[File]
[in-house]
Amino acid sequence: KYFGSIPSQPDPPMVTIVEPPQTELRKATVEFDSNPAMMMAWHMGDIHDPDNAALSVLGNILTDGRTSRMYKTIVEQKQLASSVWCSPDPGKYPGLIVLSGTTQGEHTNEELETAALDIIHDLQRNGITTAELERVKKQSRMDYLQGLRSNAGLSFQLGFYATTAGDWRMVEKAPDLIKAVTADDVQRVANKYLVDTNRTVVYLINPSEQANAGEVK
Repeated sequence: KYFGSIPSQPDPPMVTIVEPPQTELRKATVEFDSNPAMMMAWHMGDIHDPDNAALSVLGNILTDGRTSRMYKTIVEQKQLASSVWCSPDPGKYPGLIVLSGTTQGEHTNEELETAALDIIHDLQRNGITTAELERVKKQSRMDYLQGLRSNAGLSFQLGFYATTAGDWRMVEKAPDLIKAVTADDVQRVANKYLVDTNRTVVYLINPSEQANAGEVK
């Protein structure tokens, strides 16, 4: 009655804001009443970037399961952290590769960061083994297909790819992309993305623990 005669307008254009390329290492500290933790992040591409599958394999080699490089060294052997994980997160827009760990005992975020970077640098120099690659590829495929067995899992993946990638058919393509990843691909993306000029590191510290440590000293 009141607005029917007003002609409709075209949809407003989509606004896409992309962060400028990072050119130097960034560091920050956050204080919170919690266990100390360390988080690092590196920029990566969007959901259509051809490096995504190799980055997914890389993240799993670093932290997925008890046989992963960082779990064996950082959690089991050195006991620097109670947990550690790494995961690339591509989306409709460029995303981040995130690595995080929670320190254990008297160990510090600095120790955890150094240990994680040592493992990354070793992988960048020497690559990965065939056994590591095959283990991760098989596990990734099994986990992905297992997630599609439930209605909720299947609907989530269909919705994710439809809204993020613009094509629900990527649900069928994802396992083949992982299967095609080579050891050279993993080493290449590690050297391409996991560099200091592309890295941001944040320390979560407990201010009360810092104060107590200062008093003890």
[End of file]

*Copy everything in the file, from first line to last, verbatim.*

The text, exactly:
[in-house]
Amino acid sequence: KYFGSIPSQPDPPMVTIVEPPQTELRKATVEFDSNPAMMMAWHMGDIHDPDNAALSVLGNILTDGRTSRMYKTIVEQKQLASSVWCSPDPGKYPGLIVLSGTTQGEHTNEELETAALDIIHDLQRNGITTAELERVKKQSRMDYLQGLRSNAGLSFQLGFYATTAGDWRMVEKAPDLIKAVTADDVQRVANKYLVDTNRTVVYLINPSEQANAGEVK
Repeated sequence: KYFGSIPSQPDPPMVTIVEPPQTELRKATVEFDSNPAMMMAWHMGDIHDPDNAALSVLGNILTDGRTSRMYKTIVEQKQLASSVWCSPDPGKYPGLIVLSGTTQGEHTNEELETAALDIIHDLQRNGITTAELERVKKQSRMDYLQGLRSNAGLSFQLGFYATTAGDWRMVEKAPDLIKAVTADDVQRVANKYLVDTNRTVVYLINPSEQANAGEVK
């Protein structure tokens, strides 16, 4: 009655804001009443970037399961952290590769960061083994297909790819992309993305623990 005669307008254009390329290492500290933790992040591409599958394999080699490089060294052997994980997160827009760990005992975020970077640098120099690659590829495929067995899992993946990638058919393509990843691909993306000029590191510290440590000293 009141607005029917007003002609409709075209949809407003989509606004896409992309962060400028990072050119130097960034560091920050956050204080919170919690266990100390360390988080690092590196920029990566969007959901259509051809490096995504190799980055997914890389993240799993670093932290997925008890046989992963960082779990064996950082959690089991050195006991620097109670947990550690790494995961690339591509989306409709460029995303981040995130690595995080929670320190254990008297160990510090600095120790955890150094240990994680040592493992990354070793992988960048020497690559990965065939056994590591095959283990991760098989596990990734099994986990992905297992997630599609439930209605909720299947609907989530269909919705994710439809809204993020613009094509629900990527649900069928994802396992083949992982299967095609080579050891050279993993080493290449590690050297391409996991560099200091592309890295941001944040320390979560407990201010009360810092104060107590200062008093003890």